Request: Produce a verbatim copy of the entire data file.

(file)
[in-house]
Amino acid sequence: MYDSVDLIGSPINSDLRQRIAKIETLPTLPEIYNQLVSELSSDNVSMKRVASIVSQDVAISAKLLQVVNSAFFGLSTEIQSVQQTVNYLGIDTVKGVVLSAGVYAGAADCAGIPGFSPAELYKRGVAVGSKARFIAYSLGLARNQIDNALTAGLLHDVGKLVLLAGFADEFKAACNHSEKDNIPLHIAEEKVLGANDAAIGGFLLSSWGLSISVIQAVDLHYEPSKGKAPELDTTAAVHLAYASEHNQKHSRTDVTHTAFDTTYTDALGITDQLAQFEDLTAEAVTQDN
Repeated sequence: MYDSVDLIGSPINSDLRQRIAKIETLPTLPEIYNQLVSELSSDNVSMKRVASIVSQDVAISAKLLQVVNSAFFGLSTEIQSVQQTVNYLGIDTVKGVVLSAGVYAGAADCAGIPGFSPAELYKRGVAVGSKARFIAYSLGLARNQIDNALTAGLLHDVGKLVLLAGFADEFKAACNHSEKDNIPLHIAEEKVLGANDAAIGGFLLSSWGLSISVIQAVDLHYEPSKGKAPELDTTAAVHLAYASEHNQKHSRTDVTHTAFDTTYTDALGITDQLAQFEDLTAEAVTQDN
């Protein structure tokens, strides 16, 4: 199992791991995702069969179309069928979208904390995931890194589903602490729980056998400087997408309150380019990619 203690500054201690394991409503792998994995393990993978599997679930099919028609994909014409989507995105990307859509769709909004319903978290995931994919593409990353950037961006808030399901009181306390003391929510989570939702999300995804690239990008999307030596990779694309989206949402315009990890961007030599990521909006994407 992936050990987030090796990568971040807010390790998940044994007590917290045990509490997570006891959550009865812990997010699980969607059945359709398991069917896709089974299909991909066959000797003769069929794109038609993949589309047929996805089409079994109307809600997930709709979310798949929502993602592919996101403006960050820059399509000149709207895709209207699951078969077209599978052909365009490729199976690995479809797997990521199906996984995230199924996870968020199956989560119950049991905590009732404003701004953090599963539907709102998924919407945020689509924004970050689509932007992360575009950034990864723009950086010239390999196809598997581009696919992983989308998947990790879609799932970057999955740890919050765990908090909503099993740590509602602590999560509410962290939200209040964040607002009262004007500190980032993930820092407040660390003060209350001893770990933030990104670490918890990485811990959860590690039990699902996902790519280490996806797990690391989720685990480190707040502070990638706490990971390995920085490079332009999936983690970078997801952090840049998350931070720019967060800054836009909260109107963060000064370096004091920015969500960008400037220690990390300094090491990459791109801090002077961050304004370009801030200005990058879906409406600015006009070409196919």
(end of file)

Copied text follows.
[in-house]
Amino acid sequence: MYDSVDLIGSPINSDLRQRIAKIETLPTLPEIYNQLVSELSSDNVSMKRVASIVSQDVAISAKLLQVVNSAFFGLSTEIQSVQQTVNYLGIDTVKGVVLSAGVYAGAADCAGIPGFSPAELYKRGVAVGSKARFIAYSLGLARNQIDNALTAGLLHDVGKLVLLAGFADEFKAACNHSEKDNIPLHIAEEKVLGANDAAIGGFLLSSWGLSISVIQAVDLHYEPSKGKAPELDTTAAVHLAYASEHNQKHSRTDVTHTAFDTTYTDALGITDQLAQFEDLTAEAVTQDN
Repeated sequence: MYDSVDLIGSPINSDLRQRIAKIETLPTLPEIYNQLVSELSSDNVSMKRVASIVSQDVAISAKLLQVVNSAFFGLSTEIQSVQQTVNYLGIDTVKGVVLSAGVYAGAADCAGIPGFSPAELYKRGVAVGSKARFIAYSLGLARNQIDNALTAGLLHDVGKLVLLAGFADEFKAACNHSEKDNIPLHIAEEKVLGANDAAIGGFLLSSWGLSISVIQAVDLHYEPSKGKAPELDTTAAVHLAYASEHNQKHSRTDVTHTAFDTTYTDALGITDQLAQFEDLTAEAVTQDN
């Protein structure tokens, strides 16, 4: 199992791991995702069969179309069928979208904390995931890194589903602490729980056998400087997408309150380019990619 203690500054201690394991409503792998994995393990993978599997679930099919028609994909014409989507995105990307859509769709909004319903978290995931994919593409990353950037961006808030399901009181306390003391929510989570939702999300995804690239990008999307030596990779694309989206949402315009990890961007030599990521909006994407 992936050990987030090796990568971040807010390790998940044994007590917290045990509490997570006891959550009865812990997010699980969607059945359709398991069917896709089974299909991909066959000797003769069929794109038609993949589309047929996805089409079994109307809600997930709709979310798949929502993602592919996101403006960050820059399509000149709207895709209207699951078969077209599978052909365009490729199976690995479809797997990521199906996984995230199924996870968020199956989560119950049991905590009732404003701004953090599963539907709102998924919407945020689509924004970050689509932007992360575009950034990864723009950086010239390999196809598997581009696919992983989308998947990790879609799932970057999955740890919050765990908090909503099993740590509602602590999560509410962290939200209040964040607002009262004007500190980032993930820092407040660390003060209350001893770990933030990104670490918890990485811990959860590690039990699902996902790519280490996806797990690391989720685990480190707040502070990638706490990971390995920085490079332009999936983690970078997801952090840049998350931070720019967060800054836009909260109107963060000064370096004091920015969500960008400037220690990390300094090491990459791109801090002077961050304004370009801030200005990058879906409406600015006009070409196919």